Barristers lash “out of touch” BSB over disciplinary cases

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By Legal Futures

16 September 2011


Disciplinary proceedings: PABA accuses BSB of wasting time and money

The Bar Standards Board (BSB) will face a “storm of protest” over its “ridiculous” review of whether to lower the burden of proof in disciplinary cases against barristers, it has been warned.

The Public Access Bar Association said changing the burden of proof from the criminal to civil standard would make it easier to convict barristers facing professional misconduct allegations where, for example, their word is contradicted by a client.

The association claimed it is “a fatuous and wrong-headed waste of time and precious Bar Council funds” for the BSB to pursue the change given the Privy Council ruling in Campbell v Hamlet [2005] UKPC 19. Lord Simon Brown, delivering the decision, said: “That the criminal standard of proof is the correct standard to be applied in all disciplinary proceedings concerning the legal profession, their Lordships entertain no doubt.”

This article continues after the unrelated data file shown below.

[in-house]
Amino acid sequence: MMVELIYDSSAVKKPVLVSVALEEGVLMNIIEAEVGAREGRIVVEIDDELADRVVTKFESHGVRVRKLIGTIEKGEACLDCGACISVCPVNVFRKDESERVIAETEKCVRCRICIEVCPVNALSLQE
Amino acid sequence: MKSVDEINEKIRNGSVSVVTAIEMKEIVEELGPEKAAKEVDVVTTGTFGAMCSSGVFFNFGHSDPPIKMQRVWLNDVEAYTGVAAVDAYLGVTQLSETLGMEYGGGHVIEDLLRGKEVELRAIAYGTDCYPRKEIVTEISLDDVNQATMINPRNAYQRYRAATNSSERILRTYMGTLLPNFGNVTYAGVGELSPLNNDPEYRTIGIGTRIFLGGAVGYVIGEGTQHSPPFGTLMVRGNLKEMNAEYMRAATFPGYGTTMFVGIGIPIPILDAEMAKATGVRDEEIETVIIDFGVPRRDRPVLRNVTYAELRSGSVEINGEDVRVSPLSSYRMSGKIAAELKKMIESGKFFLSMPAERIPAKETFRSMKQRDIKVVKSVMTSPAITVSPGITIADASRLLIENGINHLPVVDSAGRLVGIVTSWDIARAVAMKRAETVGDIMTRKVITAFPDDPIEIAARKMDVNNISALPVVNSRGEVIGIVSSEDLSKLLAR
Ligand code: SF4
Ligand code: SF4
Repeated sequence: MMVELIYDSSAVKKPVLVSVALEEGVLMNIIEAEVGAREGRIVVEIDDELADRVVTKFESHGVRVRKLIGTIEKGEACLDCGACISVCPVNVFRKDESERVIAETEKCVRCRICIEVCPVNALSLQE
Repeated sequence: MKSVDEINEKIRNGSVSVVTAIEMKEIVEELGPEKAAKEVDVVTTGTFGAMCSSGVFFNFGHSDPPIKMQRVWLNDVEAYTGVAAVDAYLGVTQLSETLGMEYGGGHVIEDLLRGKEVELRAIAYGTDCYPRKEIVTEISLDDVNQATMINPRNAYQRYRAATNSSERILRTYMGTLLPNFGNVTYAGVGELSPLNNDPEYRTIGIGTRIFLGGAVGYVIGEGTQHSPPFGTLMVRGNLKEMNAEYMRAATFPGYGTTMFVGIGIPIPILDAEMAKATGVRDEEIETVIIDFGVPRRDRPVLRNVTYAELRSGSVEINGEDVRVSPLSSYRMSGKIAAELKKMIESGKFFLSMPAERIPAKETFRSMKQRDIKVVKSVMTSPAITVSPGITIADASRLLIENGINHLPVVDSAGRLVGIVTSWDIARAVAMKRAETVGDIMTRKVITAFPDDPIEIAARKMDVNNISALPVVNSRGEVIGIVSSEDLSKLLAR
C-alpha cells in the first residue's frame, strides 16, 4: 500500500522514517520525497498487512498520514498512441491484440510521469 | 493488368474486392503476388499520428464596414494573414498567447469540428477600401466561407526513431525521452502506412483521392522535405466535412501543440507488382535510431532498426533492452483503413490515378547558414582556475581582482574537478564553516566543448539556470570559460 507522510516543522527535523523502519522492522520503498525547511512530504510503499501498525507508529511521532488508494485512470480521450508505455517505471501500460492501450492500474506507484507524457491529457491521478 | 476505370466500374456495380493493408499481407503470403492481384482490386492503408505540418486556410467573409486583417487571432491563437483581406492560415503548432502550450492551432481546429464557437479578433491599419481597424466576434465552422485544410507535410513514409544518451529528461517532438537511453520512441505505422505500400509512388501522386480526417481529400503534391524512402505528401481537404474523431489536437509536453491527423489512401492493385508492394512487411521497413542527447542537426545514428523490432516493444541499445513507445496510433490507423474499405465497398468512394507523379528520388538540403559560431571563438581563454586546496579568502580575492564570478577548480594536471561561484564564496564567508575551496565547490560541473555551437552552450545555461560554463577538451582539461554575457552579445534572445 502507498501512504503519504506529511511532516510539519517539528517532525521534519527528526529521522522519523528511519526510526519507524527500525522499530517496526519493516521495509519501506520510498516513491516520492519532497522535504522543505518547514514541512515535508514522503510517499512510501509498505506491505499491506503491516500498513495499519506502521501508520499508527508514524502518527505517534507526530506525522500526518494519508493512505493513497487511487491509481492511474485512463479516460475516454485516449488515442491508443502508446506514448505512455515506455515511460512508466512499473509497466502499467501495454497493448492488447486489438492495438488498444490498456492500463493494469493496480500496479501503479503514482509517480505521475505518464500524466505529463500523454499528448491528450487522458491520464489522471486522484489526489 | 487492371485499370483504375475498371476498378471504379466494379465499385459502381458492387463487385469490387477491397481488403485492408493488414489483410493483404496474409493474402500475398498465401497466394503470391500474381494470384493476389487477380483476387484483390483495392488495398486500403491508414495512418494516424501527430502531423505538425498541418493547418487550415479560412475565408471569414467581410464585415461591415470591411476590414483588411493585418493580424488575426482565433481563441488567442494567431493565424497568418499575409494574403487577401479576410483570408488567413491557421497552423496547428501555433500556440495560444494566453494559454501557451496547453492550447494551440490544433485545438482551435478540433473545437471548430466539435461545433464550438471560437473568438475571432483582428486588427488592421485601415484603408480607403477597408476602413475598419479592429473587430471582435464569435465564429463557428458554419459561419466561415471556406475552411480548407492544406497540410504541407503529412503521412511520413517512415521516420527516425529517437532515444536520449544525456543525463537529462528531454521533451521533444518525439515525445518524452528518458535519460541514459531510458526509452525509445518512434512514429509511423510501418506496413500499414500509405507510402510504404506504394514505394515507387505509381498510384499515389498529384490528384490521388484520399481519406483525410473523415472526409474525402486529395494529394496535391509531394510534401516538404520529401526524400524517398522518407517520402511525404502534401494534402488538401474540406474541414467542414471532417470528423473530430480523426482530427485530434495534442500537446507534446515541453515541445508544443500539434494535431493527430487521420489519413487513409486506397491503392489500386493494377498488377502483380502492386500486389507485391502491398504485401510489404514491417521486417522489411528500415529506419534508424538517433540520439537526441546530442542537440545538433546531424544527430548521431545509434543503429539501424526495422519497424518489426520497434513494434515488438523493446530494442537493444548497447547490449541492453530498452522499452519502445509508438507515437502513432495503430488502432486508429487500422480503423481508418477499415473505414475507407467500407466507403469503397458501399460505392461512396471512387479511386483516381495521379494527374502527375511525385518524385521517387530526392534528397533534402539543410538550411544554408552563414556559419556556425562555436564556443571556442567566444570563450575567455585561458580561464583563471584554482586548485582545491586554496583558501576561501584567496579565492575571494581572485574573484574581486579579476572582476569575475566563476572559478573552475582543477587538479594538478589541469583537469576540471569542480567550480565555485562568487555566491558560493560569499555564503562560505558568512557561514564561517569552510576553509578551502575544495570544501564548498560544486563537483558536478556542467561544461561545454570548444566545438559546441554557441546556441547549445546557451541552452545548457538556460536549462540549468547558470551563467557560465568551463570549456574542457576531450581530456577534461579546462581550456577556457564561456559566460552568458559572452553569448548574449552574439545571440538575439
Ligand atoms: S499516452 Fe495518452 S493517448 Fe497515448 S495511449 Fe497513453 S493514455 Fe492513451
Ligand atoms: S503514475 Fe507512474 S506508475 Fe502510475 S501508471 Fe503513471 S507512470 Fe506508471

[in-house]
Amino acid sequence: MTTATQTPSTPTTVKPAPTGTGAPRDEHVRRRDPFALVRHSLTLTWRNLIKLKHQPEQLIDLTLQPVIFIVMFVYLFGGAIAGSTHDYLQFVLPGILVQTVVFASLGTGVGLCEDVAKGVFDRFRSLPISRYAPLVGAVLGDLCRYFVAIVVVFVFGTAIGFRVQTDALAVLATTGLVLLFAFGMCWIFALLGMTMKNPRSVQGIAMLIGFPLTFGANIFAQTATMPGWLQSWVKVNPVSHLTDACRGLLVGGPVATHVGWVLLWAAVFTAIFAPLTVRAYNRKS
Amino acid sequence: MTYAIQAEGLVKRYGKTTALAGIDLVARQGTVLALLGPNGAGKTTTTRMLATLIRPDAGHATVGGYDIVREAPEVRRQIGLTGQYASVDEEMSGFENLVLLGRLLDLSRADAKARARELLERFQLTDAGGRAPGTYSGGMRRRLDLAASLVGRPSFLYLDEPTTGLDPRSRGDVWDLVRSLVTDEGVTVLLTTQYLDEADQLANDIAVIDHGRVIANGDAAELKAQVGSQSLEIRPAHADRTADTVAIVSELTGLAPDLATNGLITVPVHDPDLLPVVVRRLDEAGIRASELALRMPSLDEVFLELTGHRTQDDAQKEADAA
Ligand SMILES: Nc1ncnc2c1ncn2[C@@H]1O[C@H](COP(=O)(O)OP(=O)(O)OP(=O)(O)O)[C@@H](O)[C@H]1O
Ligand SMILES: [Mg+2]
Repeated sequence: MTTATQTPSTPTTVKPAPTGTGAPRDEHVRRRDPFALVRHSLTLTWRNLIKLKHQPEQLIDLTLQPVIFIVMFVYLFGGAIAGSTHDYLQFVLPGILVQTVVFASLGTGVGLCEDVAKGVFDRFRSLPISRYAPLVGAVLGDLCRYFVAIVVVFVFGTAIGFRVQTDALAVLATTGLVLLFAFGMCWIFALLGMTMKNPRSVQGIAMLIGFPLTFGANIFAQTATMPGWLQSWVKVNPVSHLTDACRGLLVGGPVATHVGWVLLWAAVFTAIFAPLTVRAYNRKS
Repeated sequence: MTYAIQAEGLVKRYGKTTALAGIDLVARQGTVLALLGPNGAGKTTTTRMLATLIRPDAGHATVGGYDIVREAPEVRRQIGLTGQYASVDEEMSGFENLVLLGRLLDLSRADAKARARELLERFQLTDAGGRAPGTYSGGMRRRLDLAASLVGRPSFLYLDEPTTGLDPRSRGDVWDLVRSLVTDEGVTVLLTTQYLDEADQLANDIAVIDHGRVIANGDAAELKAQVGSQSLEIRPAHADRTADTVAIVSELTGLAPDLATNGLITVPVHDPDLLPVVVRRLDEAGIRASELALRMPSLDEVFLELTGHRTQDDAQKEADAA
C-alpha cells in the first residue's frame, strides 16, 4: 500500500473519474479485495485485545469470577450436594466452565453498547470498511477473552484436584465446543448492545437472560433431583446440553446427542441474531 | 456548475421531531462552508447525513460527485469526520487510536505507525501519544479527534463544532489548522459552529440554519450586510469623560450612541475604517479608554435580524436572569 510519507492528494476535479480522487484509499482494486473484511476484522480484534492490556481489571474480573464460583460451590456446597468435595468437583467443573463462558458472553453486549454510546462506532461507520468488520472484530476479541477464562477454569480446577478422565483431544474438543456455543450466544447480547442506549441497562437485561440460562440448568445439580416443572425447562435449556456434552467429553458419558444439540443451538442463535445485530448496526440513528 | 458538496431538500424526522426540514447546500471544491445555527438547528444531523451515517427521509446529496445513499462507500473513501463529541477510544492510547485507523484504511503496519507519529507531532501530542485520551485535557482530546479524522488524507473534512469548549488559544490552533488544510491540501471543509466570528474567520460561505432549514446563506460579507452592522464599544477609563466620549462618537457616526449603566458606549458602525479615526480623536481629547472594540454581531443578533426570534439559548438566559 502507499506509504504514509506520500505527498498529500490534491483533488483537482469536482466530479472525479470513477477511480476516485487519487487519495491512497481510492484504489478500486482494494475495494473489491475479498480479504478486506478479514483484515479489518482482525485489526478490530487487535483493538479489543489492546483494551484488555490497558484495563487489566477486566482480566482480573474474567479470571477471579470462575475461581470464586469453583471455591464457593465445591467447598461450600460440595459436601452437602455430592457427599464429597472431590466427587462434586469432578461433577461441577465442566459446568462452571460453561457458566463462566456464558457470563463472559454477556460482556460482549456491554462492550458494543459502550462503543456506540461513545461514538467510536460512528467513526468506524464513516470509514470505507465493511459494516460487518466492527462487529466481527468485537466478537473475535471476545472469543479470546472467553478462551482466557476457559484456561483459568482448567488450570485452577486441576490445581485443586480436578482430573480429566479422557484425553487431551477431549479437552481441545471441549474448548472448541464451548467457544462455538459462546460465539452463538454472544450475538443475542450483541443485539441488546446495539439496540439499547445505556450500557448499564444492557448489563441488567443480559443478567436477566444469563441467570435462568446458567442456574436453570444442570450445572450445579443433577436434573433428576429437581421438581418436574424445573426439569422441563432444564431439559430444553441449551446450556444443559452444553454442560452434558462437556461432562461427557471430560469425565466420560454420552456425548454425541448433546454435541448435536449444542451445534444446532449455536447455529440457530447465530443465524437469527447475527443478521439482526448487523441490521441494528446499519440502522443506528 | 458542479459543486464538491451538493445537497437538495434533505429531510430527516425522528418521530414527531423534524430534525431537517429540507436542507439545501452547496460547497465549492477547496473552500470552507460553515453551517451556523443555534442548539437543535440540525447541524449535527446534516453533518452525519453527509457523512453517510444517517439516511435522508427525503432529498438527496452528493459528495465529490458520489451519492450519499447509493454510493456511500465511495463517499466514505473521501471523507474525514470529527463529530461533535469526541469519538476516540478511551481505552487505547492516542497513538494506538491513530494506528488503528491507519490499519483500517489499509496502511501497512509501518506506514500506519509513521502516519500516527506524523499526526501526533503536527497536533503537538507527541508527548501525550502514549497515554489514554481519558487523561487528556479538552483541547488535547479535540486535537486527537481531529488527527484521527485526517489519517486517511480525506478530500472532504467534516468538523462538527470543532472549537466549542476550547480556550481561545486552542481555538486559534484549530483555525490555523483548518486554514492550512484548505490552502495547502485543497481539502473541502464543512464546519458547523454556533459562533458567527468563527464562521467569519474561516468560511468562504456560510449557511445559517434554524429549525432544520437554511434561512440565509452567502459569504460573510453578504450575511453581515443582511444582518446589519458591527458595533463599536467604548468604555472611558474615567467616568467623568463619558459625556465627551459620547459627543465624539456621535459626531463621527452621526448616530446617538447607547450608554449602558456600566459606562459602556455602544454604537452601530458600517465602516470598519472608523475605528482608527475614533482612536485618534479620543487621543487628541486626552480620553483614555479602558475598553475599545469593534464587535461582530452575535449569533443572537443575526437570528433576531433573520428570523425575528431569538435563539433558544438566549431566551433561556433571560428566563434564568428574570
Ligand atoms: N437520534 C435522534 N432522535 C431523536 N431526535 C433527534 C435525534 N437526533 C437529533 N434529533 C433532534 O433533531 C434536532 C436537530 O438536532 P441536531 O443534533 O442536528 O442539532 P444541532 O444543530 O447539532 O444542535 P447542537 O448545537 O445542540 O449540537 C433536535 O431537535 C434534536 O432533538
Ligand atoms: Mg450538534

In its response to a preliminary observation paper sent out by the BSB in July, the association said the Solicitors Disciplinary Tribunal is not acceding to a Solicitors Regulation Authority’s request for a similar change. “Here, solicitors set up a most laudable example of resisting ridiculous ideas.”

It also challenged the BSB to provide evidence that “a single guilty barrister won a case by abusing the test of ‘beyond reasonable’ doubt”, noting too that the BSB says most barristers it prosecutes are convicted anyway.

The association concluded: “If the BSB seriously thinks that the Bar will accept such a change with equanimity, it must really be out of touch: there will be a storm of protest, just as there was when the BSB proposed the absurd idea of prosecutions for ‘improper behaviour’.”

The BSB expects to make a final decision on the issue next March.

There has been an ongoing debate among legal regulators about switching to the civil burden of proof in disciplinary matters.

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